TV

  • Tales from the Royal Wardrobe with Lucy Worsley, BBC Four, July 2014

    Charles II suit for TV pageToday, few people’s clothes attract as much attention as the royal family’s, but this is not a modern-day Hello-magazine-inspired obsession. As Dr Lucy Worsley reveals, it’s always been this way. Exploring the royal wardrobes of our kings and queens over the last 400 years, Lucy shows that the royal wardrobe’s significance goes way beyond the cut and colour of the clothing.  Royal fashion is and has always been regarded as ruler’s personal statement to his or her people. So most kings and queens have carefully choreographed every aspect of their wardrobe and, for those who have failed to do so, there have sometimes been calamitous consequences.

    Based on items from the 10,000 piece Royal Ceremonial Dress Collection at Hampton Court, you can read more about the show here and here, or watch a clip (getting dressed as Elizabeth I!) here.

  • The First Georgians, BBC Four series, May 2014

    The First Georgians: The German Kings who made BritainOur series The First Georgians, rather amazingly, kicked off with what turned out to be the fourth-most-watched programme in the history of BBC Four when the first episode was first broadcast in May 2014.

    The series tells the story of George I, George II and their family.  In 1714, to prevent the crown falling into the hands of a Catholic, Britain shipped in a ready-made royal family from the small German state of Hanover. To get some insight into this risky experiment, I was given access to treasures from the Royal Collection as they were prepared for a new exhibition at the Queen’s Gallery, Buckingham Palace – providing a rare and personal view of George I and his feuding dynasty.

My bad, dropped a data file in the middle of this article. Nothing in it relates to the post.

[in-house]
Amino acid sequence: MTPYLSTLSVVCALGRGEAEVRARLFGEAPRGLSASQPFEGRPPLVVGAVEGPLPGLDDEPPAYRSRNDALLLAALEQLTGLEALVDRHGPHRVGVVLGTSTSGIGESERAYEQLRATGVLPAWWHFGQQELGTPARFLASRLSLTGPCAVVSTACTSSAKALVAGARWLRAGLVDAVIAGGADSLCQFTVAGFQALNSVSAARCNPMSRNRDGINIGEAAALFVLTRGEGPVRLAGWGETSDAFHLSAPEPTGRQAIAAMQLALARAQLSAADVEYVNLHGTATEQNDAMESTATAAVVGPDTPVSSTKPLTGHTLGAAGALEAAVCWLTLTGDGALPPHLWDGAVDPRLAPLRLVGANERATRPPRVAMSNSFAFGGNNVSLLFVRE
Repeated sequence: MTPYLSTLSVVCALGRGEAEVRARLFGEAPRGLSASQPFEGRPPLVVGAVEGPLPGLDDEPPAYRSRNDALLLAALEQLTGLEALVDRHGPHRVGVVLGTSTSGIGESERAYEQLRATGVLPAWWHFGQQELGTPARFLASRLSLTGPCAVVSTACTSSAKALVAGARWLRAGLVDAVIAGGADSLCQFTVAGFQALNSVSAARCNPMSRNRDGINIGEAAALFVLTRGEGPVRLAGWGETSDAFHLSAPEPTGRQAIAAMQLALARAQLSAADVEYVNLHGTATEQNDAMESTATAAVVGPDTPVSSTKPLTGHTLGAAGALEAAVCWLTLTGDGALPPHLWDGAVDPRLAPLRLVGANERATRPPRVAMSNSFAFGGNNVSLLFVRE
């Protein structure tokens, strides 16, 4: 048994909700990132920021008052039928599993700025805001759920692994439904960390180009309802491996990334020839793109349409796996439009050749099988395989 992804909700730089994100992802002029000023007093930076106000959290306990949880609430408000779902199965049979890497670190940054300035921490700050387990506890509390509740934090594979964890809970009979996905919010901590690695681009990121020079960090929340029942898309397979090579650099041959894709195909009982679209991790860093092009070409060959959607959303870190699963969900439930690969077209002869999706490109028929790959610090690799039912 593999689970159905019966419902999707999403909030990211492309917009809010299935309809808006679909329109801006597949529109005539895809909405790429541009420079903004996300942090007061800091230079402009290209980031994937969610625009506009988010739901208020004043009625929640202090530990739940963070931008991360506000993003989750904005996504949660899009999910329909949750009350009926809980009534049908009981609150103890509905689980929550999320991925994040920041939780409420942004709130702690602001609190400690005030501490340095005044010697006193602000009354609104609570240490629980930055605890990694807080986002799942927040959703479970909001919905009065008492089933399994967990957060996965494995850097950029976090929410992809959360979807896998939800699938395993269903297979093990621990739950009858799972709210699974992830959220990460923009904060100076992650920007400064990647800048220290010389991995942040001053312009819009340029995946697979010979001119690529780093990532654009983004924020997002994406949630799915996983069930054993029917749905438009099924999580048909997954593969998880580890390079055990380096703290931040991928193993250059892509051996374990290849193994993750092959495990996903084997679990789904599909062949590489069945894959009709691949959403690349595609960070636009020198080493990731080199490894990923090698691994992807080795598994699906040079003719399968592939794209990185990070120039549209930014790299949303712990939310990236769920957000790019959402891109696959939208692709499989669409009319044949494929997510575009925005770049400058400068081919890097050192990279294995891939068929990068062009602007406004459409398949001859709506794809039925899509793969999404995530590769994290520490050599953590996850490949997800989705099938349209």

The Hanoverians arrived at a moment when Britain was changing fast. We looked at satire, gin-drinking, smallpox, the slave trade, the crushing of rebellion and the building of an empire – all at a time when Britain was embracing freedom of speech and modern cabinet government.

  • A Very British Murder, BBC Four series, September 2013

    Murder: a dark, shameful deed, but also a very strange and very British obsession. How did this fixation develop? And what does it tell us about ourselves? In A Very British Murder, we explore the development of the strange new genre of art that grew out of the British love of crime.  Starting with the notorious Radcliffe Highway Murders of 1911, and finishing with Graham Greene’s Brighton Rock just before World War Two, the series charts the birth and development of our interest in murder, and how it led to ballads, broadsides, puppet shows, melodrama, detective fiction and film – and those weird Victorian ceramic figurines depicting celebrated killers.  Includes interviews with P.J. James, Agatha Christie’s grandson, and a slew of specialist historians.

  • Tales from the Royal Bedchamber, BBC Four, July 2013

    In the summer of 2013, all the world went mad for a royal baby.  But this obsession with the birth of an heir to the throne has a very long history, and in fact – now that the monarchy wields less political power than it did – the stakes are much lower today.  Tying in with the Hampton Court exhibition ‘Secrets of the Royal Bedchamber’, this one-off programme for BBC Four covered the history of what happened in the royal bed and bedchamber covered childbirth, politics, mistresses, procreation but also interior decoration and the history of design.

  • Fit to Rule? How Royal Illness Changed History, BBC Two series, April 2013